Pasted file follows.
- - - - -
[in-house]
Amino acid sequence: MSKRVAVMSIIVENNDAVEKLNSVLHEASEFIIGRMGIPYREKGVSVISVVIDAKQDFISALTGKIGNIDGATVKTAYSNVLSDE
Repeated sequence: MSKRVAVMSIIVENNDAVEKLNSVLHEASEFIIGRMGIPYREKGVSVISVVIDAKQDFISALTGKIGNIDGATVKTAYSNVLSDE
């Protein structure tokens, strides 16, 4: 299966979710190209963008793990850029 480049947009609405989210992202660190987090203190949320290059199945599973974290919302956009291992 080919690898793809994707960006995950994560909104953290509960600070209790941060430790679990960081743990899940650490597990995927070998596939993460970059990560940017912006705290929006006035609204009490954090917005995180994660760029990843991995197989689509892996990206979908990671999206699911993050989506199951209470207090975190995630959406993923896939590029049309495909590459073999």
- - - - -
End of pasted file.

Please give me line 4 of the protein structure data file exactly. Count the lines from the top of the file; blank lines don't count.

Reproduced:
């Protein structure tokens, strides 16, 4: 299966979710190209963008793990850029 480049947009609405989210992202660190987090203190949320290059199945599973974290919302956009291992 080919690898793809994707960006995950994560909104953290509960600070209790941060430790679990960081743990899940650490597990995927070998596939993460970059990560940017912006705290929006006035609204009490954090917005995180994660760029990843991995197989689509892996990206979908990671999206699911993050989506199951209470207090975190995630959406993923896939590029049309495909590459073999």